The Castleconnell native has previously admitted that his title win, and the manner it came in, boosted his confidence to new levels and he has certainly carried himself with the self-belief of a champion, but he faces a real challenge in the fresh form of Saunders, who at 26 years old is five years his junior.

For all the experience Lee holds, he also carries the mileage that his nine-plus-year pro career entails. Lee has boxed 182 completed rounds as a pro to Saunders’ 115, while the champion has also endured the invaluable but taxing years and countless rounds of sparring in Steward’s famous Kronk and gyms around the world.

Saunders picked Fletcher as his best opponent, possibly due to his reluctance to credit British rival Chris Eubank with such praise.

In the second half of their bout, Saunders appeared to tire and Eubank nearly worked his way into a winning position before losing out on a split decision. But the challenger has since relocated his training camps to Macklin’s Gym Marbella (MGM) – the Spanish base of Lee’s domestic rival Matthew Macklin – and reports from the gym suggest that Saunders has revamped his training approach and diet to aid his stamina and weight loss.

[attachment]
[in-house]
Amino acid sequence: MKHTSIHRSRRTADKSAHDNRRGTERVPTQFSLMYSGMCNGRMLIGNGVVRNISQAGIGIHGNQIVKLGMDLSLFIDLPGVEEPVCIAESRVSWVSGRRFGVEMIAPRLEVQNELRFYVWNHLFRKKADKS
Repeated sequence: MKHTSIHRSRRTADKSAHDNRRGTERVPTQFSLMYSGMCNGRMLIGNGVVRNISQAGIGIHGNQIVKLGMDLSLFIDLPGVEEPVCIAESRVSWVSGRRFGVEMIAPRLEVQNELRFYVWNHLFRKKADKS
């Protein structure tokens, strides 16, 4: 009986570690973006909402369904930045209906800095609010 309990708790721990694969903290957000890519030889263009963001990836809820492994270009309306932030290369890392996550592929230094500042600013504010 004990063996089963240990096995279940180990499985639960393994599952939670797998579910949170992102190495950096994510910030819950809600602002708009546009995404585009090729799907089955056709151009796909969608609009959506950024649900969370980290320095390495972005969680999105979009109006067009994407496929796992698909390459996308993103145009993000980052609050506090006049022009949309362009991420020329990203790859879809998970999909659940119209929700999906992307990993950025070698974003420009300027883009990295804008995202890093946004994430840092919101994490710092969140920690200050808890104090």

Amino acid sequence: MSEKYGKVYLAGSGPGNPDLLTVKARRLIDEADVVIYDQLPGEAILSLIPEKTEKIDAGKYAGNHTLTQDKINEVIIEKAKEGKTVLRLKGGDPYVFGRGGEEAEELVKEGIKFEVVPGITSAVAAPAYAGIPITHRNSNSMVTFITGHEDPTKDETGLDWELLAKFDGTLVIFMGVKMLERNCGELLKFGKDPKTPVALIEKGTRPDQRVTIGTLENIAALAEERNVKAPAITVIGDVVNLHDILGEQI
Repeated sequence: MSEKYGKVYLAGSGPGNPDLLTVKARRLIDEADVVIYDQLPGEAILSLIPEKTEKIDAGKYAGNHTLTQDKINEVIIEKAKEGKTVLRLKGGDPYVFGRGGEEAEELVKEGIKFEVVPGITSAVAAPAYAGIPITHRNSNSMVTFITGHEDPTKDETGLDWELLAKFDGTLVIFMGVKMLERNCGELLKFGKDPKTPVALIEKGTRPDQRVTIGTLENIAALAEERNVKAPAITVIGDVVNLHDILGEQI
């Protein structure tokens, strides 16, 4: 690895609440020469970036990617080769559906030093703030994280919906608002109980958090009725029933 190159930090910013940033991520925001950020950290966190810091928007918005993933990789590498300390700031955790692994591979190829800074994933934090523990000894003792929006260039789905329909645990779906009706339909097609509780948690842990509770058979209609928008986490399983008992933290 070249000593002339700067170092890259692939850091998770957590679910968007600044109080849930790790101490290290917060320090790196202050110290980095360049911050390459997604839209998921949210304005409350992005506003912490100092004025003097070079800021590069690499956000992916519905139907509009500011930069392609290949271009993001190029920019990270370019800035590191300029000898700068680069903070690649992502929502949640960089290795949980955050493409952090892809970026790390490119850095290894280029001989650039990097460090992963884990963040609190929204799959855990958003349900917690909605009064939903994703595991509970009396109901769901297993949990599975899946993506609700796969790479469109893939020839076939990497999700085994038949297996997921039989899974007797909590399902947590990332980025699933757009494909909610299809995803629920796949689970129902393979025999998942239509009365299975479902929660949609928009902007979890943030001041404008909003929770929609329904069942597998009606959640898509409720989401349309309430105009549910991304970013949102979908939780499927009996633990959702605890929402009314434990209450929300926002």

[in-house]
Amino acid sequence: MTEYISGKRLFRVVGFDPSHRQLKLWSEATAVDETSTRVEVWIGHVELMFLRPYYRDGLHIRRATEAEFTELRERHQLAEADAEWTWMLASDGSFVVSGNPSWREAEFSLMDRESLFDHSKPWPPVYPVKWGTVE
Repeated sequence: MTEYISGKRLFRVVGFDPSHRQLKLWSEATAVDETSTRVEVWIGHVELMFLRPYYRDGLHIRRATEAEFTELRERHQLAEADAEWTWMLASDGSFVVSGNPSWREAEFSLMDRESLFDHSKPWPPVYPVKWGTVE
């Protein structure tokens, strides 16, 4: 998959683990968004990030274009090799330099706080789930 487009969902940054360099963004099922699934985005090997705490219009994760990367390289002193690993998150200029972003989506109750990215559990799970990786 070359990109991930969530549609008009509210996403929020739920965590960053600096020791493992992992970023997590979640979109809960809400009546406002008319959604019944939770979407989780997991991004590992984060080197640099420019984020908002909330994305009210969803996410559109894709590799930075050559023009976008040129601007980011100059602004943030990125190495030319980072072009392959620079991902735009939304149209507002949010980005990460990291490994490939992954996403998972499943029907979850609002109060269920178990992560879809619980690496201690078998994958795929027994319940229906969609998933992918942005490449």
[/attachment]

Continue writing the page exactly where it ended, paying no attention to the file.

Source: boxnationofficial/YouTube

The younger man is a talented hit-and-move boxer and has at times produced performances that have seen opponents struggle to lay a glove on him.

If the fight comes down to a shootout, Lee is easily the only winner, but if the champion goes in with the sole intention of knocking out a fresh and energetic Saunders, he runs the risk of finally seeing the scorecards catch up with him. Both men claim that pride is on the line and a puncher’s pride can be a dangerous thing in more ways than one.

Still, Lee’s boxing ability  - something many appear to be overlooking - should not be underestimated and as long as he is not absent-minded in chase of a knockout, the champion, who holds significant height and reach advantages, should have enough.

Verdict: Lee.

TV: Live on BoxNation (Sky, subscription), 10.15 approx.

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About the author:

Ciarán Gallagher